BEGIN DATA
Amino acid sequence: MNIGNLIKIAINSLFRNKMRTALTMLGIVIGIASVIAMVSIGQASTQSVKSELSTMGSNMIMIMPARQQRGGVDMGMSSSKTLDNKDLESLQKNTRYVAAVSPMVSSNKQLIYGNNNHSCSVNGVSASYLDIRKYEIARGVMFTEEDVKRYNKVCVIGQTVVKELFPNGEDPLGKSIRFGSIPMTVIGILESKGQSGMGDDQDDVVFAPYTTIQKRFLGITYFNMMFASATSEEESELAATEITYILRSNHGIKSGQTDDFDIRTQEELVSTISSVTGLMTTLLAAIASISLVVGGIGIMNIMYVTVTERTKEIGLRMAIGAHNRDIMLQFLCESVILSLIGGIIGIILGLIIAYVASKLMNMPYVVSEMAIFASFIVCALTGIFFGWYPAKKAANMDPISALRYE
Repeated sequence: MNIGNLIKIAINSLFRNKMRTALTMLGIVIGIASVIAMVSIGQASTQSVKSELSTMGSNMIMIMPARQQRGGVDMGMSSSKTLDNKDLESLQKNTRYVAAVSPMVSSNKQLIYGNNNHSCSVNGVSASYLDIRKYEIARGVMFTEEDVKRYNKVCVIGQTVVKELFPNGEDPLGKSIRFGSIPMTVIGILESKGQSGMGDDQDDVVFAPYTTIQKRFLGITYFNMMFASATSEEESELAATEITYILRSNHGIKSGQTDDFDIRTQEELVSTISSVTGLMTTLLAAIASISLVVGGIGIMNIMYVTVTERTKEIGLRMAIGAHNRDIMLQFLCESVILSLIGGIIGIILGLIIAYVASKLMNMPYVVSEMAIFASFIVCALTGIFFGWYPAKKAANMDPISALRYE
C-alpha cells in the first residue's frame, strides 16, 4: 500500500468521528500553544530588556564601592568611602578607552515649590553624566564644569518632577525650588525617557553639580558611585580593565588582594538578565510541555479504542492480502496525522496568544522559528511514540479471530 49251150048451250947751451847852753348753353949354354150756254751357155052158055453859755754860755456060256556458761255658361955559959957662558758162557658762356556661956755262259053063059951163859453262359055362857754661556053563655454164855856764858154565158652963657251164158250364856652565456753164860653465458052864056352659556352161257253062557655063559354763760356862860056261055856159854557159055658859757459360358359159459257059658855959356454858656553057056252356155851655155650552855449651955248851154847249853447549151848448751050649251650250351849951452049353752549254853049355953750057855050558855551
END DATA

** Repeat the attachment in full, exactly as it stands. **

Amino acid sequence: MNIGNLIKIAINSLFRNKMRTALTMLGIVIGIASVIAMVSIGQASTQSVKSELSTMGSNMIMIMPARQQRGGVDMGMSSSKTLDNKDLESLQKNTRYVAAVSPMVSSNKQLIYGNNNHSCSVNGVSASYLDIRKYEIARGVMFTEEDVKRYNKVCVIGQTVVKELFPNGEDPLGKSIRFGSIPMTVIGILESKGQSGMGDDQDDVVFAPYTTIQKRFLGITYFNMMFASATSEEESELAATEITYILRSNHGIKSGQTDDFDIRTQEELVSTISSVTGLMTTLLAAIASISLVVGGIGIMNIMYVTVTERTKEIGLRMAIGAHNRDIMLQFLCESVILSLIGGIIGIILGLIIAYVASKLMNMPYVVSEMAIFASFIVCALTGIFFGWYPAKKAANMDPISALRYE
Repeated sequence: MNIGNLIKIAINSLFRNKMRTALTMLGIVIGIASVIAMVSIGQASTQSVKSELSTMGSNMIMIMPARQQRGGVDMGMSSSKTLDNKDLESLQKNTRYVAAVSPMVSSNKQLIYGNNNHSCSVNGVSASYLDIRKYEIARGVMFTEEDVKRYNKVCVIGQTVVKELFPNGEDPLGKSIRFGSIPMTVIGILESKGQSGMGDDQDDVVFAPYTTIQKRFLGITYFNMMFASATSEEESELAATEITYILRSNHGIKSGQTDDFDIRTQEELVSTISSVTGLMTTLLAAIASISLVVGGIGIMNIMYVTVTERTKEIGLRMAIGAHNRDIMLQFLCESVILSLIGGIIGIILGLIIAYVASKLMNMPYVVSEMAIFASFIVCALTGIFFGWYPAKKAANMDPISALRYE
C-alpha cells in the first residue's frame, strides 16, 4: 500500500468521528500553544530588556564601592568611602578607552515649590553624566564644569518632577525650588525617557553639580558611585580593565588582594538578565510541555479504542492480502496525522496568544522559528511514540479471530 49251150048451250947751451847852753348753353949354354150756254751357155052158055453859755754860755456060256556458761255658361955559959957662558758162557658762356556661956755262259053063059951163859453262359055362857754661556053563655454164855856764858154565158652963657251164158250364856652565456753164860653465458052864056352659556352161257253062557655063559354763760356862860056261055856159854557159055658859757459360358359159459257059658855959356454858656553057056252356155851655155650552855449651955248851154847249853447549151848448751050649251650250351849951452049353752549254853049355953750057855050558855551